Flow patterns through helically coiled pipes
Experimental studies of the multiphase flow have shown that the flow structure of the water and oil mixture varied significantly from that of oil and gas. The underlying cause of the differences in the flow patterns is due to the large momentum transfer capacity, lower free energy at the interfaces because of the shorter interfacial formations, the small buoyancy effects experienced during the fluid flow, and the existence of smaller dispersed phase droplet sizes. In addition, the effects causing the differences in the flow characteristics of the fluid mixtures are mainly due to the diverse properties of the oil, water, and gas. In context, the viscosity of the oil/water mixture varies significantly between very high and very low figures. One of the experiments conducted to determine the characteristics and structure of the flow of oil, water, and gas mixture is carried out using two helically coiled tubes with the coil diameter inner diameter of 39 mm and coil diameters of 265 and 522.5 mm. the results, when analyzed showed oil to be dispersed in water when gas and liquid intermittent was used, and oil dispersal in the slug and film when the condition for gas and liquid intermittent flow was made.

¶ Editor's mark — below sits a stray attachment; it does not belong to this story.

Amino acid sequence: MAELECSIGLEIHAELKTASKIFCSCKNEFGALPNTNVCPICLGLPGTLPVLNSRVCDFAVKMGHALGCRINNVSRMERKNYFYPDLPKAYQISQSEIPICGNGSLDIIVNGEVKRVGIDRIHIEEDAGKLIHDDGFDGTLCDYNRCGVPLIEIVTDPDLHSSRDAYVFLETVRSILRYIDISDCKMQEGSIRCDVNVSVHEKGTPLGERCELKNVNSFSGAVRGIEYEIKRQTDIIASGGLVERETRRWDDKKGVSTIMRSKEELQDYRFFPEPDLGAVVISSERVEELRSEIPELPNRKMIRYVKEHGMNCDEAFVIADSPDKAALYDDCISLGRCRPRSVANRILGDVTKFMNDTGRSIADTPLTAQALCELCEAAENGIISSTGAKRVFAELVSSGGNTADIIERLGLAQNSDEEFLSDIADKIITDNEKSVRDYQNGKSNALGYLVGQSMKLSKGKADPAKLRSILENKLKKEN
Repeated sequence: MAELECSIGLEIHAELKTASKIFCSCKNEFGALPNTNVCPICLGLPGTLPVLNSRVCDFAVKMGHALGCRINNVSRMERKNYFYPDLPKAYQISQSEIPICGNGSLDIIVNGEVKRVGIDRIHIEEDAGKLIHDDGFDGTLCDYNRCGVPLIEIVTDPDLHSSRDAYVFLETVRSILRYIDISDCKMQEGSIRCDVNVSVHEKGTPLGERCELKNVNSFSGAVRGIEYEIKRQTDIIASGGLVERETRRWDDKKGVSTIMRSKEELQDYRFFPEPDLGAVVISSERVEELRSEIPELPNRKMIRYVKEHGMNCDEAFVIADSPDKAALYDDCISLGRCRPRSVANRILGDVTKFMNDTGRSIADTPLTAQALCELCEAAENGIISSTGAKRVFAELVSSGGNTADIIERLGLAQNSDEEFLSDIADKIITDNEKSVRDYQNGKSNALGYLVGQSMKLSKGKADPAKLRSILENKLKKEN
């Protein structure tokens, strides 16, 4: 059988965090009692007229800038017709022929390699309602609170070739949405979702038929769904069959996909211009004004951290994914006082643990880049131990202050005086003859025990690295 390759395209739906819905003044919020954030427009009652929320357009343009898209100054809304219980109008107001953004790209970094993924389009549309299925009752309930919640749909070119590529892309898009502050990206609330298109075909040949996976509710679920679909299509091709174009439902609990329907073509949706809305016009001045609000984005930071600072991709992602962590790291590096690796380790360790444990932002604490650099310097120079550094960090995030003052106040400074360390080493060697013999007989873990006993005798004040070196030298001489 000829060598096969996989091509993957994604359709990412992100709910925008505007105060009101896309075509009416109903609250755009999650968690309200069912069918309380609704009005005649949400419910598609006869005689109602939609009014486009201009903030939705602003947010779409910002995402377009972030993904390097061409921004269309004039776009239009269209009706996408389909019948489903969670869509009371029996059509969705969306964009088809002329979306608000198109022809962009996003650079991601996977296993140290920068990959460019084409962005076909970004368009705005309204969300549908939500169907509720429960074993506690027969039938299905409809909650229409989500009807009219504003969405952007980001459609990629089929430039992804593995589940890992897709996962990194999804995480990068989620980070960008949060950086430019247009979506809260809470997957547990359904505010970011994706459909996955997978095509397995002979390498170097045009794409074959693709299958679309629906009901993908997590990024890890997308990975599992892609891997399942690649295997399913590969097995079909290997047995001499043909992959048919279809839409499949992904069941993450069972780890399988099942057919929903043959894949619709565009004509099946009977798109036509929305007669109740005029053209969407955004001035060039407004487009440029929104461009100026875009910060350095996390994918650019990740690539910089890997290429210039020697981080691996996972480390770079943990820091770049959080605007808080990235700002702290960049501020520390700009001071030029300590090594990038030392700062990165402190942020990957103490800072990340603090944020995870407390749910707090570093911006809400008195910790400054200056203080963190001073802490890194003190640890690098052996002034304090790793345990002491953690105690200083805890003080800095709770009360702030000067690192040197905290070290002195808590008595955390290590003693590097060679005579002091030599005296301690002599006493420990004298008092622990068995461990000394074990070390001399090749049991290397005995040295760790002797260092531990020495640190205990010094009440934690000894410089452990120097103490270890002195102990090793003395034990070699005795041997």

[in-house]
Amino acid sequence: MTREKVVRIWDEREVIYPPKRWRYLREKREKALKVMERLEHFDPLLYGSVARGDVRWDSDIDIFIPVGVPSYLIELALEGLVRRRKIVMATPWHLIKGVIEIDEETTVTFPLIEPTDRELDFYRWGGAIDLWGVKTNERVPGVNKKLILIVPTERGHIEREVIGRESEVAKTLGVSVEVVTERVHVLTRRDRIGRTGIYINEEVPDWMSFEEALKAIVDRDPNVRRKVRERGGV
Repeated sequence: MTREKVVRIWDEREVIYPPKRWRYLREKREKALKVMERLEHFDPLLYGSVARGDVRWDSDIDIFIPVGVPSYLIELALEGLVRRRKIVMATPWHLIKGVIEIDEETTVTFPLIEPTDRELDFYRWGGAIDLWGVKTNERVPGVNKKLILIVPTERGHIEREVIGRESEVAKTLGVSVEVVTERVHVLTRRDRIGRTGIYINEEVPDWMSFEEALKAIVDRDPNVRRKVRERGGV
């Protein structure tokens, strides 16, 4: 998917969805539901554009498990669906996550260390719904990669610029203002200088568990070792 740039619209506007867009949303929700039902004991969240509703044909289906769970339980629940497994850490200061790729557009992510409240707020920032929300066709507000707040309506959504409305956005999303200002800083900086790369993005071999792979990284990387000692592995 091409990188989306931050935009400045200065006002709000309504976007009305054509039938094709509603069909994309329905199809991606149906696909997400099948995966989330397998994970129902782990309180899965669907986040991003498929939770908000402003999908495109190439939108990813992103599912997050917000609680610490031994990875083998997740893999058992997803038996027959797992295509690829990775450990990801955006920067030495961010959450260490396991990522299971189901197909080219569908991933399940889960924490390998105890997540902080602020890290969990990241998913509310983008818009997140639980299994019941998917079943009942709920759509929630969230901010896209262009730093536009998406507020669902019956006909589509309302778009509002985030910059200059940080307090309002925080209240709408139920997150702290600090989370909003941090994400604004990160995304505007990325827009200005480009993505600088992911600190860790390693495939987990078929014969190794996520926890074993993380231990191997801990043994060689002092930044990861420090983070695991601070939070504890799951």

High Viscosity three-phase oil/water/gas flow